Thus, during a video conference call, the second person can reach out and sense the first person's body contours, nose, chin, shoulders, etc., and the second system 1650 according to an embodiment of the present invention. Can convey a higher degree of “telepresence” than systems without embodiments of the present invention.

  The embodiments disclosed herein are in no way intended to be limiting. For example, video conferencing implementations are provided to show asymmetric system setups. In other embodiments, the first system 1610 and the second system 1650 are the same system, and both parties have access to the entirety of the techniques described herein.

  FIG. 17 illustrates a method 1700 according to an embodiment of the present invention. As shown in FIG. 17, the method 1700 begins at 1702. At 1704, information related to the image on the display is received by the processor. At 1706, a friction-based haptic effect map associated with the information associated with the image received by the processor is generated by the processor. At 1708, the processor outputs a signal to a haptic output device to generate a haptic effect for the user when the user interacts with the display, for example with a finger or stylus. The generated haptic effect corresponds to the image displayed on the display so that the user senses a 3D display of the displayed image. If the image changes on the display, the method can return to 1704. The method ends at 1712.

  FIG. 18 illustrates a method 1800 according to an embodiment of the present invention. As shown in FIG. 18, the method 1800 begins at 1802. At 1804, a video stream containing images is received. At 1806, the video stream is analyzed and the 3D shape of the image received in the video stream is approximated. At 1808, a haptic effect based on the three-dimensional shape of the image is generated. As long as the video stream continues to be received, the method can return to 1804. The method ends at 1812.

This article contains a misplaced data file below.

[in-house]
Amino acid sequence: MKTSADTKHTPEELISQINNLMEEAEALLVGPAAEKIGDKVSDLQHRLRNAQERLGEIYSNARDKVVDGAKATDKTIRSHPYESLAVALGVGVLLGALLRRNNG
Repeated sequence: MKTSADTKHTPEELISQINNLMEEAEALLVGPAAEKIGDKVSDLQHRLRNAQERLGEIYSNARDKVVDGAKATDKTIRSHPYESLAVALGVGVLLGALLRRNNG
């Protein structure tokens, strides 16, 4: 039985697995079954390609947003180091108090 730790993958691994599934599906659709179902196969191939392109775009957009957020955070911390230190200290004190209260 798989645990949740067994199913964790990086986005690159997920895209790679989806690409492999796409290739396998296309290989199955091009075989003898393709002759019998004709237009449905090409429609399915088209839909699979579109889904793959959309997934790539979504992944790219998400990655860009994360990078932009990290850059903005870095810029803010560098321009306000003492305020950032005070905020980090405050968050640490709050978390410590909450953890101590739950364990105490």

Embodiments of the present invention can be used to enable tactile feedback in various electronic devices such as touch screen handheld devices (mobile devices, PDAs, and navigation systems), automotive applications, game consoles, and the like.

  The embodiments described herein are representative of several possible embodiments and examples, and are not necessarily intended to limit the present disclosure to particular embodiments. Instead, various modifications can be made to these embodiments as will be understood by those skilled in the art. All such modifications are included within the spirit and scope of this disclosure and are intended to be protected by the appended claims.

Claims (20)

  1. A display configured to display an image;
    A haptic output device configured to generate a haptic effect for the user when the user interacts with the display;
    Including a processor,
    The processor receives information related to the image displayed on the display, generates a friction-based haptic effect map associated with the image displayed on the display, and the image is displayed on the display. Configured to generate a signal to the haptic output device to output the haptic effect when the user interacts with the display when displayed, wherein the haptic effect is a touch of the image in three dimensions Configured to simulate
    Tactile device.